The Chief
February 8, 2008

'They Run Toward Danger'

PBA Honors 39 'Finest of Finest'

By REUVEN BLAU

When Police Officers Keith Gallagher and William Svenstrup arrived at the scene of a baby-in-distress call last weekend, there was a panicked crowd on the street in the East Village.

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The Chief-Leader/Michel Friang

SMALL BABY, BIG SAVE: Police Officers Keith Gallagher right, and William Svenstrup were two of the 39 cops honored at the Water Club. Jan. 31 by Patrolmen's Benevolent Association President Patrick J. Lynch, center, during the annual Finest of the Finest award ceremony. They helped resuscitate a choking 21-month-old girl four days earlier.

"It was pretty chaotic," Officer Gallagher recalled Jan. 31 during the Patrolmen's Benevolent Association annual Finest of the Finest award ceremony at the Water Club.

Infant 'Had No Pulse'

Jay Lyn Arroyo, 21 months, was turning blue in her mother's arms, the officers said, referring to the Jan. 27 incident. "I checked the carotid artery, but there was no pulse," said Officer Gallagher, noting that he's a certified emergency medical technician.

The partners decided to rush the baby to Bellevue Hospital, while Officer Gallagher frantically administered CPR in the back seat to the baby, who had a seizure during a bath.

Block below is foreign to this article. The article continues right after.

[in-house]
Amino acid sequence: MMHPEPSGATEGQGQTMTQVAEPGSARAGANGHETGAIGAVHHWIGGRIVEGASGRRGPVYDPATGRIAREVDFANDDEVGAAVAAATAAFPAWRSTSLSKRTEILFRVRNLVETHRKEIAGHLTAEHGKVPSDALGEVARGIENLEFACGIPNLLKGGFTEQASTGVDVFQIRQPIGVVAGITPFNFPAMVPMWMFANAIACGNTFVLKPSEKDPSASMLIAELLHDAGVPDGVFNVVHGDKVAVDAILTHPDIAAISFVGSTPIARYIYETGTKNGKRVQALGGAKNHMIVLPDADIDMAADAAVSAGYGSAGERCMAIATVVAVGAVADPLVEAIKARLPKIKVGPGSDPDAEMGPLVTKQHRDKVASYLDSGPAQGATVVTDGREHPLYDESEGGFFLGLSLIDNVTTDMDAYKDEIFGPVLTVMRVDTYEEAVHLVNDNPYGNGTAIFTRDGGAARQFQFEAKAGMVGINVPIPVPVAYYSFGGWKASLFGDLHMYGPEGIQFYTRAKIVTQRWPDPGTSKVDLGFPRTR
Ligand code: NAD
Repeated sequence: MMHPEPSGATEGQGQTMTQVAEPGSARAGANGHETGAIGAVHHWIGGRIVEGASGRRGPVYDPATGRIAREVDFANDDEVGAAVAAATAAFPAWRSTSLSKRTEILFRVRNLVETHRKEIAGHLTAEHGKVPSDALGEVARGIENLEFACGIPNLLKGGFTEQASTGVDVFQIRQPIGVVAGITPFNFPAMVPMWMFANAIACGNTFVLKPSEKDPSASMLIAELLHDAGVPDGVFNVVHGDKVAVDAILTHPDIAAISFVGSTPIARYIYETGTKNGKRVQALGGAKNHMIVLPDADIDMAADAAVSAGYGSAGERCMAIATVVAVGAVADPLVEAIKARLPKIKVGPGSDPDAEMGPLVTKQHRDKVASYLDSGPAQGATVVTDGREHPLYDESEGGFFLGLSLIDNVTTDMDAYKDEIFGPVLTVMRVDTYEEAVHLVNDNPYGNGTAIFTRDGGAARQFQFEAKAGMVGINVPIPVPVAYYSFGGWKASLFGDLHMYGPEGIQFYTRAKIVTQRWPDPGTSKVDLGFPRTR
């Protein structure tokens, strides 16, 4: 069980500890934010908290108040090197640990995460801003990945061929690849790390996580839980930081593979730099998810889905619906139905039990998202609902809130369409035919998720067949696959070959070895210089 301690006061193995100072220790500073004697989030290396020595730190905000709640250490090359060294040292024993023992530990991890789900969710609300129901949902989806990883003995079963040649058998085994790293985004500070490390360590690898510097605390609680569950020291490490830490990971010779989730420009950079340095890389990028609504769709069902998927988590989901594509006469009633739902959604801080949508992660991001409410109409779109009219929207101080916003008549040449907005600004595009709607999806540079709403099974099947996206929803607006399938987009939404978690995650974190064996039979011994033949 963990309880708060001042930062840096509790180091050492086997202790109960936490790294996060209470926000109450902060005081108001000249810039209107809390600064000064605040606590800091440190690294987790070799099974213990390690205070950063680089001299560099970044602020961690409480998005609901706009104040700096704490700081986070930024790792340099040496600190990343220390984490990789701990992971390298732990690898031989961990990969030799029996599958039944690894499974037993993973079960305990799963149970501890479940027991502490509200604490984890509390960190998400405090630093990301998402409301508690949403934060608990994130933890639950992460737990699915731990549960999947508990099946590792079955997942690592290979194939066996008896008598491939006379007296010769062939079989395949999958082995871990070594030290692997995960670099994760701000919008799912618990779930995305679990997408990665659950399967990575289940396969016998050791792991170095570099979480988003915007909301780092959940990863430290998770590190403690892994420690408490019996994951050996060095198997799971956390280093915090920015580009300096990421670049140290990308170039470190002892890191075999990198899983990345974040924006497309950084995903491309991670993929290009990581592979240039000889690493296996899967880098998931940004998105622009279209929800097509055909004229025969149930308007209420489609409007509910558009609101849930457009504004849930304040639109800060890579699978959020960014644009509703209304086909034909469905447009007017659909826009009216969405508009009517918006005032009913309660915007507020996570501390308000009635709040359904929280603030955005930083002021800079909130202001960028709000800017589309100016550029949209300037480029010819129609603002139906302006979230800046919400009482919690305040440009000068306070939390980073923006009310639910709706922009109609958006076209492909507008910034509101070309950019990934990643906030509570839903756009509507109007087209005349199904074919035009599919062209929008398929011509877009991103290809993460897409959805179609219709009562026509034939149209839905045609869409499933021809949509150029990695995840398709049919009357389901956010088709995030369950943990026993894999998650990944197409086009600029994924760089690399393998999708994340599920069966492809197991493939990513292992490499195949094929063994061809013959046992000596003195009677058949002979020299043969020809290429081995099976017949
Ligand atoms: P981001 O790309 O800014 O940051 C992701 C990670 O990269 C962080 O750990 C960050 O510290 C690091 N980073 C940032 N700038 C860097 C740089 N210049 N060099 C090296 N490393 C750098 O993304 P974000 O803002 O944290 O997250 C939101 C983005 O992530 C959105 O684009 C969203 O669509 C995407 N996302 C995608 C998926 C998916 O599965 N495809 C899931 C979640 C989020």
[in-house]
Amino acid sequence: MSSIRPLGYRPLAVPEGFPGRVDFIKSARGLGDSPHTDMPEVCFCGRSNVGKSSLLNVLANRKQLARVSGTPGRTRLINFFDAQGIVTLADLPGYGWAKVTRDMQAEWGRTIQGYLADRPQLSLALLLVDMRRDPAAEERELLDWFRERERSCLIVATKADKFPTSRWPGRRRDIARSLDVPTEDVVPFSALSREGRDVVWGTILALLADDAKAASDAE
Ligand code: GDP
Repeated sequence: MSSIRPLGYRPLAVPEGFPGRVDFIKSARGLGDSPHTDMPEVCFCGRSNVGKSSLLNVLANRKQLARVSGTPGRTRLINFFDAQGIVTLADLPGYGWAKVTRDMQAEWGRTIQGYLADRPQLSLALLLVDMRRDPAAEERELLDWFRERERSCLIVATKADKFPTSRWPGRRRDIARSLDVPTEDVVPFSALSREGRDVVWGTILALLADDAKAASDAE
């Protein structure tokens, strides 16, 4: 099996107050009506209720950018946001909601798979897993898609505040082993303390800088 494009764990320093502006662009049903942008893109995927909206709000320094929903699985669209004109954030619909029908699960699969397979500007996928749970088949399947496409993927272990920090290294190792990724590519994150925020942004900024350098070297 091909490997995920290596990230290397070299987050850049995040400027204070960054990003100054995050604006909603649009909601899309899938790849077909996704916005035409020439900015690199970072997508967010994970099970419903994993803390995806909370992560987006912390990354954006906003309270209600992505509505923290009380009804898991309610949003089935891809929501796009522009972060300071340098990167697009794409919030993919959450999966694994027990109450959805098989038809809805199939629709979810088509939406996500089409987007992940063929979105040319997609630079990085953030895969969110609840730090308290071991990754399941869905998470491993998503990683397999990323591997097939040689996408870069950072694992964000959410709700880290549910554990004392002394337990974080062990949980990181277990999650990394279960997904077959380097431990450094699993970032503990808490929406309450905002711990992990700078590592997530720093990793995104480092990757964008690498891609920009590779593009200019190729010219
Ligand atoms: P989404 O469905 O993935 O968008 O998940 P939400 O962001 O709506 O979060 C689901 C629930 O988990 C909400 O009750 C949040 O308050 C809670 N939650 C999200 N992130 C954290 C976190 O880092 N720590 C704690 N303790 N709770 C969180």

"The mom was in the front, pretty frantic," Officer Gallagher recalled. "Thank God we had a divider cage, which is usually for perps."

After he used his finger to clear her airway, the baby suddenly started breathing again. "When she was revived and I looked into her eyes, it was big," he said, as his eyes watered.

Officer Svenstrup, a 14-year department veteran, said he was just nervous he'd miss the entrance to the hospital or that his partner would tire from administering CPR for the first time in his life.

'A Team Effort'

But while driving he was able to calmly call ahead and try to relax the baby's mother. "It was a team effort," remarked Officer Gallagher, who said he became an EMT because he wants to join the NYPD's elite Emergency Services Unit.

The officers were two of the 39 cops honored for their bravery and compassion at the PBA ceremony.

Union President Patrick J. Lynch told the awardees and their gathered family members that their work often goes unnoticed by the public, who are quick to blame officers when incidents turn tragic.

"When there's danger and chaos, you always find a New York City cop running towards that unknown danger," he said. "And the reality is that many get injured or killed, and sometimes that gets skimmed over."

'Mixed Emotions'

Deceased Police Officer Russell Timoshenko and his injured partner Herman Yan were also honored by their peers. Officer Timoshenko, who was shot in the face and neck after he and his partner stopped a stolen car in Brooklyn, died of his injuries July 14, 2007.

"I have mixed emotions," said Officer Yan, referring to the award. "I'd rather get it another day."

The fatal shooting occurred shortly after 2:15 a.m. on July 9, 2007, when the officers pulled over a black BMW in Prospect-Lefferts Garden, Brooklyn. They noticed that the computer in their squad car indicated that the BMW's license plate belonged to another car.